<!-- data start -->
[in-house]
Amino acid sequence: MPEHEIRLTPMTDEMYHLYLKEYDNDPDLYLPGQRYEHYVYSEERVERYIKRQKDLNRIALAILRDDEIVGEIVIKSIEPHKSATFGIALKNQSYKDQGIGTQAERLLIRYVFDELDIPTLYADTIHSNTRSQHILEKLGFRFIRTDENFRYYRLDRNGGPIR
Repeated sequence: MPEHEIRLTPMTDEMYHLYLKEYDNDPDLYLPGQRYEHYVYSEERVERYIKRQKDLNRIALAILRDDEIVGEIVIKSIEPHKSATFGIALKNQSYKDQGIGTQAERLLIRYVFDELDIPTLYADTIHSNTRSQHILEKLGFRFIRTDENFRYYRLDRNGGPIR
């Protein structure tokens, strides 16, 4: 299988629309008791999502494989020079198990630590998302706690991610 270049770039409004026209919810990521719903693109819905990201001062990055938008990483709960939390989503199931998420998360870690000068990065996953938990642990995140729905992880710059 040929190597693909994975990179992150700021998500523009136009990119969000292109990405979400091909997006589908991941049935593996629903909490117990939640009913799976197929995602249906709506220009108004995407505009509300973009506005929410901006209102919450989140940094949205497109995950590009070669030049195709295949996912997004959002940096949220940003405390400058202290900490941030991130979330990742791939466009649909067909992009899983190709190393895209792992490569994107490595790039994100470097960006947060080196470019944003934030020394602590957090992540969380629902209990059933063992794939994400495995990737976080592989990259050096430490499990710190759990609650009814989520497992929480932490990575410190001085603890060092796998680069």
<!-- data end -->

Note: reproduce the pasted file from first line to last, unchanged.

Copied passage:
[in-house]
Amino acid sequence: MPEHEIRLTPMTDEMYHLYLKEYDNDPDLYLPGQRYEHYVYSEERVERYIKRQKDLNRIALAILRDDEIVGEIVIKSIEPHKSATFGIALKNQSYKDQGIGTQAERLLIRYVFDELDIPTLYADTIHSNTRSQHILEKLGFRFIRTDENFRYYRLDRNGGPIR
Repeated sequence: MPEHEIRLTPMTDEMYHLYLKEYDNDPDLYLPGQRYEHYVYSEERVERYIKRQKDLNRIALAILRDDEIVGEIVIKSIEPHKSATFGIALKNQSYKDQGIGTQAERLLIRYVFDELDIPTLYADTIHSNTRSQHILEKLGFRFIRTDENFRYYRLDRNGGPIR
């Protein structure tokens, strides 16, 4: 299988629309008791999502494989020079198990630590998302706690991610 270049770039409004026209919810990521719903693109819905990201001062990055938008990483709960939390989503199931998420998360870690000068990065996953938990642990995140729905992880710059 040929190597693909994975990179992150700021998500523009136009990119969000292109990405979400091909997006589908991941049935593996629903909490117990939640009913799976197929995602249906709506220009108004995407505009509300973009506005929410901006209102919450989140940094949205497109995950590009070669030049195709295949996912997004959002940096949220940003405390400058202290900490941030991130979330990742791939466009649909067909992009899983190709190393895209792992490569994107490595790039994100470097960006947060080196470019944003934030020394602590957090992540969380629902209990059933063992794939994400495995990737976080592989990259050096430490499990710190759990609650009814989520497992929480932490990575410190001085603890060092796998680069």